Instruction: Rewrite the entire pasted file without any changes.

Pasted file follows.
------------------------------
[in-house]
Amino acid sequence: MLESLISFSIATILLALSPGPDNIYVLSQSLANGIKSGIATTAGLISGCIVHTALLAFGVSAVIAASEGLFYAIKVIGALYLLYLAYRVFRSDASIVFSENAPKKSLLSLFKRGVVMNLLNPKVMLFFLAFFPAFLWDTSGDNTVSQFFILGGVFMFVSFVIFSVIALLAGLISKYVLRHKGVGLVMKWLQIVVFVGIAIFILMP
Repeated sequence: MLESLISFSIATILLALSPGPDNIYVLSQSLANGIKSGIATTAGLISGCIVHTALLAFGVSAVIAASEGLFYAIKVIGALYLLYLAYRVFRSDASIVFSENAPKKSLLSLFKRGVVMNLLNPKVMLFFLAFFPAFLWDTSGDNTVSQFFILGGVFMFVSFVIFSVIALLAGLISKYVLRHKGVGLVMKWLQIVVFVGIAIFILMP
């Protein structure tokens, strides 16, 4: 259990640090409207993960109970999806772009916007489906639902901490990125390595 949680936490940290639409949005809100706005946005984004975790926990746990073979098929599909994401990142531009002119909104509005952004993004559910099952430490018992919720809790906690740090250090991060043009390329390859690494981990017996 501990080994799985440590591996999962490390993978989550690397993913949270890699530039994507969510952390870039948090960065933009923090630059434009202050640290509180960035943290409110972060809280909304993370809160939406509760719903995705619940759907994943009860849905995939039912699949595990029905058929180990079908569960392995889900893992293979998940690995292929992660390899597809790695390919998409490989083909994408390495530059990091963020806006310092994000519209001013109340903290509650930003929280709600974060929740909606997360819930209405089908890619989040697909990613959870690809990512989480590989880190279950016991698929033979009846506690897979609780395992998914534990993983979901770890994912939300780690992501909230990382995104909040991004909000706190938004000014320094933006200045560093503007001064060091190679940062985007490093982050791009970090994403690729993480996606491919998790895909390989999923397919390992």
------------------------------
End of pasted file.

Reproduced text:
[in-house]
Amino acid sequence: MLESLISFSIATILLALSPGPDNIYVLSQSLANGIKSGIATTAGLISGCIVHTALLAFGVSAVIAASEGLFYAIKVIGALYLLYLAYRVFRSDASIVFSENAPKKSLLSLFKRGVVMNLLNPKVMLFFLAFFPAFLWDTSGDNTVSQFFILGGVFMFVSFVIFSVIALLAGLISKYVLRHKGVGLVMKWLQIVVFVGIAIFILMP
Repeated sequence: MLESLISFSIATILLALSPGPDNIYVLSQSLANGIKSGIATTAGLISGCIVHTALLAFGVSAVIAASEGLFYAIKVIGALYLLYLAYRVFRSDASIVFSENAPKKSLLSLFKRGVVMNLLNPKVMLFFLAFFPAFLWDTSGDNTVSQFFILGGVFMFVSFVIFSVIALLAGLISKYVLRHKGVGLVMKWLQIVVFVGIAIFILMP
């Protein structure tokens, strides 16, 4: 259990640090409207993960109970999806772009916007489906639902901490990125390595 949680936490940290639409949005809100706005946005984004975790926990746990073979098929599909994401990142531009002119909104509005952004993004559910099952430490018992919720809790906690740090250090991060043009390329390859690494981990017996 501990080994799985440590591996999962490390993978989550690397993913949270890699530039994507969510952390870039948090960065933009923090630059434009202050640290509180960035943290409110972060809280909304993370809160939406509760719903995705619940759907994943009860849905995939039912699949595990029905058929180990079908569960392995889900893992293979998940690995292929992660390899597809790695390919998409490989083909994408390495530059990091963020806006310092994000519209001013109340903290509650930003929280709600974060929740909606997360819930209405089908890619989040697909990613959870690809990512989480590989880190279950016991698929033979009846506690897979609780395992998914534990993983979901770890994912939300780690992501909230990382995104909040991004909000706190938004000014320094933006200045560093503007001064060091190679940062985007490093982050791009970090994403690729993480996606491919998790895909390989999923397919390992």